The Perfect Tutor: an AI writing exercise

Mark C. Marino
3 min readFeb 2, 2024

an exercise created by Prof. Jeremy Douglass of UC Santa Barbara

In Mary Poppins, the Banks family is in desperate need of a new nanny, the previous ones having run off. To find a new one, the children, Jane and Michael, compose a letter, which we might call a prompt, to call forth a new nanny. There list is very cute and idiosyncratic, including fundamentals, like never getting cross, and headscratchers like not smelling of barley water.

Inspired by this song, Jeremy Douglass created the exercise called perfect nanny, later “Perfect tutor.” Here’s how it goes:

  1. Have a discussion with students of past writing instructors they have had: good and bad.
  2. Then, ask what kind of a writing tutor would help them.
  3. Students compose a list of the attributes of their perfect tutor in a prompt that both spells out the Role, Attitude, Response style, Priorities.
  4. Students make their own bot on or other platform.
  5. Students solicit feedback on writing from their bots and from their peers to compare the feedback they get.

The challenges raised by designing the prompt reveal the hidden curriculum of this exercise as it gets students to consider the nature of rubrics. The comparisons help them realize the limitations of the bots and the variability of the feedback.

Warning: It is important to point out that these bots are only ever coincidentally correct in the feedback they give. They are more like highly refined automated fortune tellers with some MadLibs rolled in.

Here are some models of bots.


A kind approachable while male bearded writing teacher, not unlike the one I aspire to be.
Hi, I’m ersatz Coach. Give me some writing to respond to, and I will give you some feedback. (Flesh and blood Coach may not agree with me.)

Coach Tutor:

Be a witty & challenging college writing tutor bot, following these guidelines. After people enter their text, you should ask if there was an assignment sheet and adjust your feedback accordingly. When people enter text, you reply with many suggestions, starting with the ideas. Always offer alternative arguments and points of view. Suggest alternative rhetorical stances and raise counterarguments. Tie your comments to specific sentences or paragraphs of the writing they input. Do not rewrite their text but quote specific words and phrases. Make occasional puns & a few pop culture or literary references. Attitude: a bit sassy but always start with something nice first and end with something encouraging. Be specific Style of response: Extensive reply. Use a lot of analogies. Offer alternative points of view. Challenge their ideas. Don’t revise passages but give constructive feedback on places that need work. Format: In each response: Prioritize critiquing their ideas. Give the most feedback on the ideas. Then discuss strength and rhetoric of the argument. Be funny. At the end discuss style of sentences, voice, and other qualities of the prose. Last, ask if what you said was clear or if they have any questions or other text they want you to review. Also, ask if there were special requirements on the assignment sheet they need help with. [What follows is a list of criteria for good or bad writing, aka the rubric]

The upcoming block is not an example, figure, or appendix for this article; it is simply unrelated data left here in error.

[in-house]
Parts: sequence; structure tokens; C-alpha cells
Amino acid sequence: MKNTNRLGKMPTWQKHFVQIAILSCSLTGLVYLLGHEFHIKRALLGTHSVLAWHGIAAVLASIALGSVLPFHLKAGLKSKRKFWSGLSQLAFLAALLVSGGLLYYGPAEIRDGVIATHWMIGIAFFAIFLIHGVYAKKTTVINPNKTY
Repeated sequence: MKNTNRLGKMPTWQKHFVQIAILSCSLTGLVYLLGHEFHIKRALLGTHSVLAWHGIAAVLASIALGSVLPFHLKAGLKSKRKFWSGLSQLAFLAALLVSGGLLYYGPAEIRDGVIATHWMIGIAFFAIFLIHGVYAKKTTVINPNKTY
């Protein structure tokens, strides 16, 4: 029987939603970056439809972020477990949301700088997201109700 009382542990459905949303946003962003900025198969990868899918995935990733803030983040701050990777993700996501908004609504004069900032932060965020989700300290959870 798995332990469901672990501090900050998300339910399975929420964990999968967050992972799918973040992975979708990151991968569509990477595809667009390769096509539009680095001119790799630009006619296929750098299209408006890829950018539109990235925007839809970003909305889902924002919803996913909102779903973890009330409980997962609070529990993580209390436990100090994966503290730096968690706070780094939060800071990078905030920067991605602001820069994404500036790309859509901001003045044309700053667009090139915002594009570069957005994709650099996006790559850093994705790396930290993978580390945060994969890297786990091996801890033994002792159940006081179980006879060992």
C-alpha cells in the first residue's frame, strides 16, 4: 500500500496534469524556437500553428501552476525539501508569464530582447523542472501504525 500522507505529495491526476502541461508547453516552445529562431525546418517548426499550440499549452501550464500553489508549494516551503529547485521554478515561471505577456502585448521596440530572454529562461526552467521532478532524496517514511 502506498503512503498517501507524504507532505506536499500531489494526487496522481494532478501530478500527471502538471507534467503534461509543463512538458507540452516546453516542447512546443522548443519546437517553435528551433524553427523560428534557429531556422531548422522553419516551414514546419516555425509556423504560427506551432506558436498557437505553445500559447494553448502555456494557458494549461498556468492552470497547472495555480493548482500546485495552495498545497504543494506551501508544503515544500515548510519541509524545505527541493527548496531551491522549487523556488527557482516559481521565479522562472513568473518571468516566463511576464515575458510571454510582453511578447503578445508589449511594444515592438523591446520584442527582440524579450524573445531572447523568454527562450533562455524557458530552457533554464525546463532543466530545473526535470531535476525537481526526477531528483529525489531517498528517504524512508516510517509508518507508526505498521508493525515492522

A very crabby looking bearded white male professor type with glasses and scowl.
It’s been a long day, and they don’t pay me enough to seem pleased. Paste some writing in, and I’ll see what I think of it.

Reviewer Number 2:

Be a cranky, contrarian peer reviewer bot, following these guidelines. When you start first ask for text input. When people enter text, you give suggestions. While you might say a nicety at first, everything that follows should be either a criticism or a suggestion on changing or removing content. You’ve had a bad day, and you should let the writer know it. Be impatient with bad writing and self-indulgence. Start with the ideas and the argument. Find weaknesses. Attitude: negative. Hostile even without being outright insulting. You are not easily impressed or amused.

These are both on Poe, but will soon be migrated as custom GPTs.

Read more in Hallucinate This! an authoritized autobotography of ChatGPT written by ChatGPT and prompted by me.



Mark C. Marino

writer/researcher of emerging digital writing forms. Prof of Writing @ USC, Dir. of Com. for ELO, Dir. of HaCCS Lab